Today in my ongoing Commodore 128 series, I’m talking about my adventures trying—and unfortunately failing—to restore an original 1541 disk drive over the weekend. Hopefully I’ll have a follow-up at some point.

The Commodore 1541 was a 5.25-inch floppy disk drive released to compliment the C64. Commodore had sold drives for its PET and VIC-20 computers, but this was arguably the first to achieve a significant install base. They were faster and easier than data cassettes, and eventually became the preferred way to distribute software and store files in most markets.

(Ignore the partially disassembled Commodore 128; I’m cleaning and retr0brighting the keyboard!)

Among its quirks, the last digit “1” on the front badge looks more like a pipe character! I assume this was done to maintain kerning, but it’s always fun hearing the audible gasp from even veteran Commodore users when they realise they hadn’t noticed this before :). It’s also single-sided, but could use both sides of a disk if flipped and a notch punched into the opposing side.

The unit contained an entire computer with similar circuitry and ICs to the C64 itself. This freed the main computer from needing drive controllers, which kept costs down and meant (in theory) any type of drive could be added in the future. Unfortunately this meant the drives were physically larger and more expensive, and thanks to a bug in the original VIC implementation, were significantly slower than drives in the Apple II and others. Still better than tape, though!

I got my 1541 from eBay years ago for an abandoned Commodore project, so I decided I’d give it a try with my Commodore 128. I inserted a disk, plugged the drive into the cereal (heh) port of the Commodore 128, and powered both devices on. The 1541’s green LED powered on, and the drive span for two seconds as expected.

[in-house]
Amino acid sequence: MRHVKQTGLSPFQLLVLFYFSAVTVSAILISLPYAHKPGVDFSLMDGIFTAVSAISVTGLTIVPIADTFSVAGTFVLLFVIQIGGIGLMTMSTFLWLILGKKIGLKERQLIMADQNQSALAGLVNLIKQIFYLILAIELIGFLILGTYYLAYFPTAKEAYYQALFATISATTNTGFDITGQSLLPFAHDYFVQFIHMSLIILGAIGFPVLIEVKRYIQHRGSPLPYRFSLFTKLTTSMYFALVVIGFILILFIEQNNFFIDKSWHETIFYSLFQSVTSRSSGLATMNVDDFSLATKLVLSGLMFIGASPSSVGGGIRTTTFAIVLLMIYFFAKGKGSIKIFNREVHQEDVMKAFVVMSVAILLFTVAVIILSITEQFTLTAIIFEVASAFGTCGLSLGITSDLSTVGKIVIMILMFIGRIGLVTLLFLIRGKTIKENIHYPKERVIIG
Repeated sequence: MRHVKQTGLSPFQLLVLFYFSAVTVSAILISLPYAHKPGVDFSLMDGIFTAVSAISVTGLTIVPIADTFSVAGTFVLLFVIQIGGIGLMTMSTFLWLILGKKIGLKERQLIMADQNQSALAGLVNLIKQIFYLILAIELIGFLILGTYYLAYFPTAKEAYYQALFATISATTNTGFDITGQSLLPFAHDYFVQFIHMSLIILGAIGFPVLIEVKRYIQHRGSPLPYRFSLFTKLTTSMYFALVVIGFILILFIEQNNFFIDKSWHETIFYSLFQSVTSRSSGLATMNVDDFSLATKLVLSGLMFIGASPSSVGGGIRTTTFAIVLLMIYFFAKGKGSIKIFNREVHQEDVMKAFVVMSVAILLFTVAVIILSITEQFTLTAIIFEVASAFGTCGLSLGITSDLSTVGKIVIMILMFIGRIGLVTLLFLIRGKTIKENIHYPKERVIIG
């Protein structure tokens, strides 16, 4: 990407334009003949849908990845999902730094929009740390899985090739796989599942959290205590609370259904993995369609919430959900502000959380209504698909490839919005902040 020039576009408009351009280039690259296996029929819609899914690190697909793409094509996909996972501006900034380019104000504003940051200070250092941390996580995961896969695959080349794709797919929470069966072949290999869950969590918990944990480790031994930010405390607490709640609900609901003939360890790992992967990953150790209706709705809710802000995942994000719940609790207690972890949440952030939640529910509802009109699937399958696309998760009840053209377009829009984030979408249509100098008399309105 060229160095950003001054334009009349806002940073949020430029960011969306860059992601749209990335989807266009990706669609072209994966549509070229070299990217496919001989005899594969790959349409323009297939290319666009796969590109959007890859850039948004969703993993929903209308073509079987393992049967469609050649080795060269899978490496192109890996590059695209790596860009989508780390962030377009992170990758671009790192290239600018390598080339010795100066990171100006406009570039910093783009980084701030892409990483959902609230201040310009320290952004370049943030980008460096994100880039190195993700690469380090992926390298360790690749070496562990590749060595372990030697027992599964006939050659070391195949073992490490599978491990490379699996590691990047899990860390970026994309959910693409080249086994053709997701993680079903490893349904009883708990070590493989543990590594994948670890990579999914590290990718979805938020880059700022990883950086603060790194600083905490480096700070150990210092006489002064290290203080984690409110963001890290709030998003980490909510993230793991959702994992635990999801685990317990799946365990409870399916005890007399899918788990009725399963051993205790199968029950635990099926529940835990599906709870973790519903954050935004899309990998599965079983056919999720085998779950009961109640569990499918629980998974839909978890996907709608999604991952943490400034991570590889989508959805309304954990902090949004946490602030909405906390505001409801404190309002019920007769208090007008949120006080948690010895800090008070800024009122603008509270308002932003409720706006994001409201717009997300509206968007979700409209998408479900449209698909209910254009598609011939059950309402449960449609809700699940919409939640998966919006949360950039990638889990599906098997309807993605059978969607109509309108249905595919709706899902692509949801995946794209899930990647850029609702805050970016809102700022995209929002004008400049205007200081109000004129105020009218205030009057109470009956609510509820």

Then I tried loading the contents of the disk:


The sounds emanating from the drive were horrifying. It made the head-knocking sound for what sounded like an age, then flashed the red LED on and off continuously. Ejecting the disk made no difference.

I opened up the drive and marvelled at the complex logic board and mechanics. A couple of traces had been bypassed with patches on both sides; I’m not sure if this was done at the factory or someone else tried to fix this drive one before.

I lifted the logic board off, and gently cleaned the drive head with a q-tip soaked in isopropyl alcohol. The drive head is under the top black plastic mechanism in the below photo:

The small metal circle to the top right is part of the pulley mechanism that transfers motion from the stepper motor to the drive head; retro64 has a great diagram. I noticed that when I started the drive again, it would lurch slightly as though it was stuck, and the drive head only darted up and down the rails by a millimetre in either direction.

I added some lithium grease to the drive head rails, and a little to the metal wheels. All the parts move freely now and don’t make nasty sounds, but the drive head still refuses to move.

Various forums and mailing lists suggest it could be a drive alignment issue, so I have a 1541 cart in transit just in case to test. Ray Carlsen’s excellent 1541 drive guide also describes similar symptoms and suggests I check some of the ICs:

UE4 LM311 COMPARITOR (READ): Drive powers up and resets normally. Spindle motor runs, stepper moves slightly, but “FILE NOT FOUND” error, and red LED flashes. Check also UF3 and UF4.

I have a Commodore 1571 in transit at the moment, which supports burst mode on the 128, and drops to a 1541-compatible drive for my Plus/4 and C16. That said, if anyone has any suggestions about anything else I should try, please ping me!